As someone who is about to shell out hundreds of dollars in MBA application fees, you know that money makes the GMAT-world go round. Profit is an essential concept for any aspiring MBA admissions applicant. The GMAT tests this concept in both Problem Solving and Data Sufficiency questions in three main ways. Letâ€™s examine the need-to-know formulas with three GMAT practice questions.

**1. A firm increases its revenues by 10% between 2008 and 2009. The firm’s costs increase by 8% during this same time. What is the firm’s percent increase in profits over this period, if profits are defined as revenues minus costs?**

**(1) The firm’s initial profit is $200,000.**

**(2) The firm’s initial revenues are 1.5 times its initial costs.**

In this question from Grockit, we can start with our most basic Profit formula:

Profit = Revenue â€“ Cost

Using Statement (1), we can say that 200,000 = R â€“ C.

(1.1)r – (1.08)c = 200,000(1 + x), where x equals the amount of the increase. We still do not know R and C so we canâ€™t find x. Insufficient.

Using Statement (2), 1.5c – c = p and (1.1)(1.5)c – (1.08)c = (1 + x)P. Here we can simplify.

.5c = p

.57c = (1 + x)p

Without continuing to solve, we can see that we can solve for x using substitution. .57c = (1 + x)(.5c), and dividing both sides by c will cancel out that variable and allow us to isolate x. Statement 2 is sufficient. Now to a more challenging question!

**2. A store purchased 20 coats that each cost an equal amount and then sold each of the 20 coats at an equal price. What was the stores gross profit on the 20 coats?**

**(1) If the selling price per coat had been twice as much, the storeâ€™s gross profit on the 20 coats would have been $2400.**

**(2) If the selling price per coat had been $2 more, the store’s gross profit on the 20 coats would have been $440.**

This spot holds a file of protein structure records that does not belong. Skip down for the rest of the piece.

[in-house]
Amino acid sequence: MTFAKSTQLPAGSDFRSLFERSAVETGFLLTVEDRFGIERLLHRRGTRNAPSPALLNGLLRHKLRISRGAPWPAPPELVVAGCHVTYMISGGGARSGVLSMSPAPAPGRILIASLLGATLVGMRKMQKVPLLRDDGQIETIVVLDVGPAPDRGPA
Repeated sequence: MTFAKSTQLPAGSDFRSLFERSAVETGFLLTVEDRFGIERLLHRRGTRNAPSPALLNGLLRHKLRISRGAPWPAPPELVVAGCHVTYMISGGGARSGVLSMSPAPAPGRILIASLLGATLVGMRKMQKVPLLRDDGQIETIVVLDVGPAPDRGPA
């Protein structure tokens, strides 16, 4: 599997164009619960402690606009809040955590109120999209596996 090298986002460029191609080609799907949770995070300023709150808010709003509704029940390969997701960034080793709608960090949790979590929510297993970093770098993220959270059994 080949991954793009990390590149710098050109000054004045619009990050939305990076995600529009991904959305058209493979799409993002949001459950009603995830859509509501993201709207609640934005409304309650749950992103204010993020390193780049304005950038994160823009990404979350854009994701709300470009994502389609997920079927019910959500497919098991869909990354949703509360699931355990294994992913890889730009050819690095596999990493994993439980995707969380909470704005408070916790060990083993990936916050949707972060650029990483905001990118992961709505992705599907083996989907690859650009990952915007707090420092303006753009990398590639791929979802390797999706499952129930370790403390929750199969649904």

This GMAT Prep question asks about gross profit.

Gross Profit = Selling price â€“ Cost

For the value Data Sufficiency question, we need to know the price of each coat and the selling price of each coat. From the given information, we can use our known formula to set us the equation: P = 20 (s â€“ c). So either weâ€™ll need a value for s and a value for c, or weâ€™ll need the value of (s â€“ c).

Statement (1) tells us that $2400 = (20(2s â€“ c)) or 2400 = 40s â€“ 20c. We can divide both sides by 20 and simplify it to: 120 = 2s â€“ c. We still donâ€™t know s and c. Insufficient.

Statement (2) tells us that 440 = 20(s + 2 â€“ c). Letâ€™s simplify: 440 = 20s + 40 â€“ 20c. 400 = 20s â€“ 20c. 400 = 20 (s â€“ c). 20 = s â€“ c. Sufficient. Even though we didnâ€™t solve for s and c separately, we were able to find the value of (s â€“ c). Sometimes DS will surprise you!

**3. If the cost price of 20 articles is equal to the selling price of 25 articles, what is the % profit or loss made by the merchant?**

**A. 25% loss**

** B. 25% profit**

** C. 20% loss**

** D. 20% profit**

** E. 5% profit**

Profit/Loss % = (Sales Price â€“ Cost Price) / Cost Price x 100

The question asks about % profit or loss. It tells us that 20c = 25s, or 4c = 5s. So the ratio of the sales price to the cost price is 4/5.

Letâ€™s simplify our Profit/Loss % formula by dividing each term by the cost price:

Profit/Loss % = (S/C â€“ C/C) x 100

P/L% = (S/C â€“ 1) x 100

We know that S/C = 4/5 for this problem. So we can plug in and solve:

P/L% = (4/5 â€“ 1) x 100

P/L% = (-1/5) x 100

P/L% = -20%. The answer is a 20% loss.

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